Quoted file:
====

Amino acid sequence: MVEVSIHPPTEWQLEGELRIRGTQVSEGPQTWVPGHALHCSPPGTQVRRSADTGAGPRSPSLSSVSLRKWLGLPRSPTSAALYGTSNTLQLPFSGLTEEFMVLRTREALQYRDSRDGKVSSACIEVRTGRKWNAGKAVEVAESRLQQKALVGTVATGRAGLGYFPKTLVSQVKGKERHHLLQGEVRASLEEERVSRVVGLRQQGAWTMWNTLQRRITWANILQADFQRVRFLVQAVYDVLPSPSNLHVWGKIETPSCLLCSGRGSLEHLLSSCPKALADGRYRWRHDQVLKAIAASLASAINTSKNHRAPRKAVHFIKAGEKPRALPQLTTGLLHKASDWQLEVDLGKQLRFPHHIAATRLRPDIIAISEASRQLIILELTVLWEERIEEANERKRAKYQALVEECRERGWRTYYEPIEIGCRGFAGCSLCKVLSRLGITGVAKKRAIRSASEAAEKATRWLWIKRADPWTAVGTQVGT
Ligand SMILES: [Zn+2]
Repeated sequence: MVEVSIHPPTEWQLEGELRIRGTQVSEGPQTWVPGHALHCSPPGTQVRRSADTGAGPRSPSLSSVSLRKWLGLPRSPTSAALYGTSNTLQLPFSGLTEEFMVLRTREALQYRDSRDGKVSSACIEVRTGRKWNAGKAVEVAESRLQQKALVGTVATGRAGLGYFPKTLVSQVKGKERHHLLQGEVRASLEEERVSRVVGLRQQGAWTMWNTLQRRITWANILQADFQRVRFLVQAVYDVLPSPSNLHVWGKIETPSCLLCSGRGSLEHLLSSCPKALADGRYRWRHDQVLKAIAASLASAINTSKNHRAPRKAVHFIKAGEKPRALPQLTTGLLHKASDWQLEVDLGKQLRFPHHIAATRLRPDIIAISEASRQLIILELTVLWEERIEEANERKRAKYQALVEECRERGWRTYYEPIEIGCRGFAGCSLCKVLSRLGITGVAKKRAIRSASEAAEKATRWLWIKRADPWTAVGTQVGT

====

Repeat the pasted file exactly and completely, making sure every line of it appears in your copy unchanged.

Amino acid sequence: MVEVSIHPPTEWQLEGELRIRGTQVSEGPQTWVPGHALHCSPPGTQVRRSADTGAGPRSPSLSSVSLRKWLGLPRSPTSAALYGTSNTLQLPFSGLTEEFMVLRTREALQYRDSRDGKVSSACIEVRTGRKWNAGKAVEVAESRLQQKALVGTVATGRAGLGYFPKTLVSQVKGKERHHLLQGEVRASLEEERVSRVVGLRQQGAWTMWNTLQRRITWANILQADFQRVRFLVQAVYDVLPSPSNLHVWGKIETPSCLLCSGRGSLEHLLSSCPKALADGRYRWRHDQVLKAIAASLASAINTSKNHRAPRKAVHFIKAGEKPRALPQLTTGLLHKASDWQLEVDLGKQLRFPHHIAATRLRPDIIAISEASRQLIILELTVLWEERIEEANERKRAKYQALVEECRERGWRTYYEPIEIGCRGFAGCSLCKVLSRLGITGVAKKRAIRSASEAAEKATRWLWIKRADPWTAVGTQVGT
Ligand SMILES: [Zn+2]
Repeated sequence: MVEVSIHPPTEWQLEGELRIRGTQVSEGPQTWVPGHALHCSPPGTQVRRSADTGAGPRSPSLSSVSLRKWLGLPRSPTSAALYGTSNTLQLPFSGLTEEFMVLRTREALQYRDSRDGKVSSACIEVRTGRKWNAGKAVEVAESRLQQKALVGTVATGRAGLGYFPKTLVSQVKGKERHHLLQGEVRASLEEERVSRVVGLRQQGAWTMWNTLQRRITWANILQADFQRVRFLVQAVYDVLPSPSNLHVWGKIETPSCLLCSGRGSLEHLLSSCPKALADGRYRWRHDQVLKAIAASLASAINTSKNHRAPRKAVHFIKAGEKPRALPQLTTGLLHKASDWQLEVDLGKQLRFPHHIAATRLRPDIIAISEASRQLIILELTVLWEERIEEANERKRAKYQALVEECRERGWRTYYEPIEIGCRGFAGCSLCKVLSRLGITGVAKKRAIRSASEAAEKATRWLWIKRADPWTAVGTQVGT